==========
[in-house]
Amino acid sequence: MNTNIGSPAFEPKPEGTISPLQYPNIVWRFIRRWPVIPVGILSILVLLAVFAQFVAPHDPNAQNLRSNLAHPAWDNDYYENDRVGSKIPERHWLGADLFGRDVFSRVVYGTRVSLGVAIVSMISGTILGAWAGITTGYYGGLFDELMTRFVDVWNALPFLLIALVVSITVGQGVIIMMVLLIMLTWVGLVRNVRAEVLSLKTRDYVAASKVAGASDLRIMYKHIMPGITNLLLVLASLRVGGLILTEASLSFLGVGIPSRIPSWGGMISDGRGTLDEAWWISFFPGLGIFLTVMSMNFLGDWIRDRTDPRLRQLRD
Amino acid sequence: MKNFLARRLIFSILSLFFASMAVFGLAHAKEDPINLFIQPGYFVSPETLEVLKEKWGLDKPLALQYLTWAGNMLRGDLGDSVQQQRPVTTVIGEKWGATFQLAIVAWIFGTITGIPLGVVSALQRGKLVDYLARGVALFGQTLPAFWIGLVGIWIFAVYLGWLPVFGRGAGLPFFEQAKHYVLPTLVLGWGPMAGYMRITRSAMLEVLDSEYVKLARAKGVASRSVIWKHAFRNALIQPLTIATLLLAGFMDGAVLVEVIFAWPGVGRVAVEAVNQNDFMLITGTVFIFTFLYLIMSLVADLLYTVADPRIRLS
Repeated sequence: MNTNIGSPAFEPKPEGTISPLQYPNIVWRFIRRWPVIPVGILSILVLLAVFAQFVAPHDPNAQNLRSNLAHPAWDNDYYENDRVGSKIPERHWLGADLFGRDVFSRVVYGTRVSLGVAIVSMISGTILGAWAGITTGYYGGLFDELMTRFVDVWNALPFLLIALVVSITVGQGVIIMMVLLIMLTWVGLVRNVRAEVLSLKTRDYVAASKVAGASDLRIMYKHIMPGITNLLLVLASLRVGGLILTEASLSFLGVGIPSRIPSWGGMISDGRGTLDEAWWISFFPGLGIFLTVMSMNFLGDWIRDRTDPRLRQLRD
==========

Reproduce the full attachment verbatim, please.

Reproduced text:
[in-house]
Amino acid sequence: MNTNIGSPAFEPKPEGTISPLQYPNIVWRFIRRWPVIPVGILSILVLLAVFAQFVAPHDPNAQNLRSNLAHPAWDNDYYENDRVGSKIPERHWLGADLFGRDVFSRVVYGTRVSLGVAIVSMISGTILGAWAGITTGYYGGLFDELMTRFVDVWNALPFLLIALVVSITVGQGVIIMMVLLIMLTWVGLVRNVRAEVLSLKTRDYVAASKVAGASDLRIMYKHIMPGITNLLLVLASLRVGGLILTEASLSFLGVGIPSRIPSWGGMISDGRGTLDEAWWISFFPGLGIFLTVMSMNFLGDWIRDRTDPRLRQLRD
Amino acid sequence: MKNFLARRLIFSILSLFFASMAVFGLAHAKEDPINLFIQPGYFVSPETLEVLKEKWGLDKPLALQYLTWAGNMLRGDLGDSVQQQRPVTTVIGEKWGATFQLAIVAWIFGTITGIPLGVVSALQRGKLVDYLARGVALFGQTLPAFWIGLVGIWIFAVYLGWLPVFGRGAGLPFFEQAKHYVLPTLVLGWGPMAGYMRITRSAMLEVLDSEYVKLARAKGVASRSVIWKHAFRNALIQPLTIATLLLAGFMDGAVLVEVIFAWPGVGRVAVEAVNQNDFMLITGTVFIFTFLYLIMSLVADLLYTVADPRIRLS
Repeated sequence: MNTNIGSPAFEPKPEGTISPLQYPNIVWRFIRRWPVIPVGILSILVLLAVFAQFVAPHDPNAQNLRSNLAHPAWDNDYYENDRVGSKIPERHWLGADLFGRDVFSRVVYGTRVSLGVAIVSMISGTILGAWAGITTGYYGGLFDELMTRFVDVWNALPFLLIALVVSITVGQGVIIMMVLLIMLTWVGLVRNVRAEVLSLKTRDYVAASKVAGASDLRIMYKHIMPGITNLLLVLASLRVGGLILTEASLSFLGVGIPSRIPSWGGMISDGRGTLDEAWWISFFPGLGIFLTVMSMNFLGDWIRDRTDPRLRQLRD